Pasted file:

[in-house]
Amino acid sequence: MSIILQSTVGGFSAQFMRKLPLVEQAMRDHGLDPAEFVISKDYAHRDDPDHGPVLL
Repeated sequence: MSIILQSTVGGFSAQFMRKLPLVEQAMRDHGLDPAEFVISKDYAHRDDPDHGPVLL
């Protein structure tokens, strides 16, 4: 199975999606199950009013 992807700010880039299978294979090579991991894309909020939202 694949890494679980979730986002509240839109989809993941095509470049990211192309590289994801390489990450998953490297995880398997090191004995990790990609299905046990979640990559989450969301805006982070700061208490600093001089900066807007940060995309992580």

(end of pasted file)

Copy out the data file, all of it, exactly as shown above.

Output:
[in-house]
Amino acid sequence: MSIILQSTVGGFSAQFMRKLPLVEQAMRDHGLDPAEFVISKDYAHRDDPDHGPVLL
Repeated sequence: MSIILQSTVGGFSAQFMRKLPLVEQAMRDHGLDPAEFVISKDYAHRDDPDHGPVLL
């Protein structure tokens, strides 16, 4: 199975999606199950009013 992807700010880039299978294979090579991991894309909020939202 694949890494679980979730986002509240839109989809993941095509470049990211192309590289994801390489990450998953490297995880398997090191004995990790990609299905046990979640990559989450969301805006982070700061208490600093001089900066807007940060995309992580």